“The African elephant is an amazing animal whose unique traits are difficult to number. The most obvious – their prehensile trunk – has dozens of uses and takes some years to master with dexterity. With over 60 times more muscles than the entire human body, an elephant’s trunk can tear the bark from trees, drink, give a dust bath, or pick a single speck of dirt from the eye. It is not only a practical tool but also has important social functions. Many of the same tasks we use our hands for being performed by the elephant’s trunk, such as signalling aggression, caressing a baby, and greeting other individuals.
The group of elephants behind this photo joined us at a waterhole, dozens of them streaming in from the bush to drink. This young male took it upon himself to show us that we were not welcome, but didn’t have much success at it. Straying from the herd, he inched closer and closer, taking breaks from drinking to shake his head and flare his ears. Ultimately (like most teenage boys) he was only hot air and retreated back to the safety of the herd when his target didn’t run!”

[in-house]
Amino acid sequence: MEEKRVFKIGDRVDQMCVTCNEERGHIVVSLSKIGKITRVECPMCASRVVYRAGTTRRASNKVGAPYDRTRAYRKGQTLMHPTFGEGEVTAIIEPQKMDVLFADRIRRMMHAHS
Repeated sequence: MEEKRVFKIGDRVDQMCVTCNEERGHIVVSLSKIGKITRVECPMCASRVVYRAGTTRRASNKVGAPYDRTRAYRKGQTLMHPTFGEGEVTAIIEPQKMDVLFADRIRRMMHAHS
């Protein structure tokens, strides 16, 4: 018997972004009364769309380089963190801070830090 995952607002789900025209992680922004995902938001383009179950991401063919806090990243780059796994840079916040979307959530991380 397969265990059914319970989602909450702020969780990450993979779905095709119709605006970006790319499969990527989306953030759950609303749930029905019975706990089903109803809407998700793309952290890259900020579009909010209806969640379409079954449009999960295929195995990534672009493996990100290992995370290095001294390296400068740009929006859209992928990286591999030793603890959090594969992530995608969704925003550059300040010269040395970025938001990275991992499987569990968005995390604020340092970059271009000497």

Sabrina Salome is an amateur wildlife photographer with a passion for things with big teeth. She is dedicated to the field of conservation and in her spare time incorporates her love of wildlife into her creative expression, using writing, illustration, and photography to share with the world how she sees them. She holds a B.S. in Zoology from Michigan State University. You can find more of her work on Instagram @sabrina_salomee and contact her at firstname.lastname@example.org for photo or order inquiries.